By Cynthia Dizikes
March 20, 2015
"Ask any African-American leaders about that. They will tell you he had a role in keeping African-Americans out of the White House. All of the sudden, he sails into town, into African-American communities with all of this great stuff he's going to do for us," Meeks said during a talk show on WVON-AM 1690 at the time. "Your proof is in your track record. If he's never done anything for African-Americans, wake up people. What would make us think he's going to sail into town and start doing things for us now?"
But on Friday, Meeks stood side by side with Emanuel, endorsing him and saying he's made a difference in black communities.
"You cannot turn a city like Chicago around in four years, it takes longer," Meeks said in a resounding speech. "We appreciate the job that the mayor has been doing and we believe that he deserves four more years to continue his work."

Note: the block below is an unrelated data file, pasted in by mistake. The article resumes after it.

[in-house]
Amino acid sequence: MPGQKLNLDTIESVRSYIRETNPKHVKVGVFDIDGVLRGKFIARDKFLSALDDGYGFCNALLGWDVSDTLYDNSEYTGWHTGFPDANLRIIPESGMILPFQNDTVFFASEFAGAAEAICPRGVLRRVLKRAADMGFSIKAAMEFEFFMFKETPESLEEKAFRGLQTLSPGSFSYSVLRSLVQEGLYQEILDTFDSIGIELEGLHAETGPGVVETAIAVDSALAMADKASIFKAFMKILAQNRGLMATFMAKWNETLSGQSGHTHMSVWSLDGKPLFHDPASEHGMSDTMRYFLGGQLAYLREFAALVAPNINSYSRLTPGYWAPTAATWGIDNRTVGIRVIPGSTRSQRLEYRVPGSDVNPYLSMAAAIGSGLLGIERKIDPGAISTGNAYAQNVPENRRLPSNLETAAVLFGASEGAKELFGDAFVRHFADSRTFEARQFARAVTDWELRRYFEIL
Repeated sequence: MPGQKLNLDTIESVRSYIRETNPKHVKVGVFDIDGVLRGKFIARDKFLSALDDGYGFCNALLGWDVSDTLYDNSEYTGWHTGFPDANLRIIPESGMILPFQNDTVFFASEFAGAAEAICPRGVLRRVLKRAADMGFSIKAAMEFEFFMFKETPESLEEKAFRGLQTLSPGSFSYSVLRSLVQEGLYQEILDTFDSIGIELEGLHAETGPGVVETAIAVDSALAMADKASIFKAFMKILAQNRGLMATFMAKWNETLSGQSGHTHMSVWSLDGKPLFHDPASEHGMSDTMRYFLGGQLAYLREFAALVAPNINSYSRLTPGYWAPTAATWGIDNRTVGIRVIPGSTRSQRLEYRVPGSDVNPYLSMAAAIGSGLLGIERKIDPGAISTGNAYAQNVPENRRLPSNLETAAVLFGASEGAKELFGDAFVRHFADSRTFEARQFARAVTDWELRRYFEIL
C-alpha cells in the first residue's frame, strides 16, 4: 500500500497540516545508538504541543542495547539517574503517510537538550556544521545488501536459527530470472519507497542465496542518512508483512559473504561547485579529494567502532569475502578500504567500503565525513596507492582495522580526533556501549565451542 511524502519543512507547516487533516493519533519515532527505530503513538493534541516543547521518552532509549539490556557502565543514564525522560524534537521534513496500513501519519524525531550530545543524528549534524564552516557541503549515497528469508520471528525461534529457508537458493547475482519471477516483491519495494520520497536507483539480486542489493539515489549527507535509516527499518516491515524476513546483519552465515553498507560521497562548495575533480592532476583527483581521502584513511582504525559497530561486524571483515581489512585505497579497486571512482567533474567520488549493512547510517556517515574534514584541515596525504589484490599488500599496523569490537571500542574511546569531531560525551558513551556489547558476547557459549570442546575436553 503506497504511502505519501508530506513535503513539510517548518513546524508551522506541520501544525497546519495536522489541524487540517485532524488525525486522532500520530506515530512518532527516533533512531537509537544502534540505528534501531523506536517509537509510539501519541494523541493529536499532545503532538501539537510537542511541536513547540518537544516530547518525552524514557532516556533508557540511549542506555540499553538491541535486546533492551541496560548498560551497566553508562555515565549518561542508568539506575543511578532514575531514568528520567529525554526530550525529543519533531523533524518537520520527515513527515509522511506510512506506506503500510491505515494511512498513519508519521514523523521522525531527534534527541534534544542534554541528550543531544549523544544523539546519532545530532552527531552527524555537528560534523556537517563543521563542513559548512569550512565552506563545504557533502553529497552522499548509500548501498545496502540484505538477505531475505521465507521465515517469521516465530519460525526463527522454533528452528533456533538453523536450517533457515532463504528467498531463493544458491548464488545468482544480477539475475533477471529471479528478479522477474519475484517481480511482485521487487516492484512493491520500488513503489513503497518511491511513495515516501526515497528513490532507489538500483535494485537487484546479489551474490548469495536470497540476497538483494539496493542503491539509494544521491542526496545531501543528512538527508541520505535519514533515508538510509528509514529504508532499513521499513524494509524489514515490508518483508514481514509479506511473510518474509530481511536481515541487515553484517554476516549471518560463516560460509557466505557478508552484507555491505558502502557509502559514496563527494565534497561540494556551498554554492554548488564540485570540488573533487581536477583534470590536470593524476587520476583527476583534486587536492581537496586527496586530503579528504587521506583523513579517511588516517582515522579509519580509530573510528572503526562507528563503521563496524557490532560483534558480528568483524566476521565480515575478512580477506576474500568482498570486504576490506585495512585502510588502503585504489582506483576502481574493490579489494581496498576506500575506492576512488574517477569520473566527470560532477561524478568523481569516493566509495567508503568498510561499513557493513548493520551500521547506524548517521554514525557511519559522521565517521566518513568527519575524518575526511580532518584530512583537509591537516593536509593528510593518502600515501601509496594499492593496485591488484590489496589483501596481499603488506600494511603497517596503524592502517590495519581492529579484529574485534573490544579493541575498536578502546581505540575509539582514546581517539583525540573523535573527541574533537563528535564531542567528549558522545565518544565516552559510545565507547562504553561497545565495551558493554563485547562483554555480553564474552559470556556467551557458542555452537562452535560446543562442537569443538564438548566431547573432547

Emanuel, pressing hard to appeal to black voters, a demographic that could make the difference in his April 7 election against challenger Jesus "Chuy" Garcia, accepted Meeks' backing.
"I am honored by your support. I'm humbled by it," Emanuel told a gathering of religious leaders. "But as I said earlier, while this is about the election, I want us to keep our eye on the prize, which is the day after the election and working together building the city of Chicago."
It was an about-face for Meeks, who was highly critical of Emanuel as the former state senator and South Side pastor mulled his own run for mayor at the end of 2010. Meeks pulled the plug, then backed former U.S. Sen.Carol Moseley Braun for mayor, arguing that a vote for Emanuel was a vote for the status quo.
"That's why this election is the ins versus the outs. Those who are in, those who are in power, those who are in control of City Hall, they have surrounded the presumptive front-runner and they are giving him money, hand over fist, to make sure that he continues to keep business as usual," Meeks said in the WVON interview. "Those of you who are listening, who want business as usual, that's your candidate."
By accepting Meeks' endorsement, Emanuel could run the risk of alienating gay voters, who have been a consistent base of support. Meeks long has been opposed to same-sex marriage, drawing protest from gay rights activists.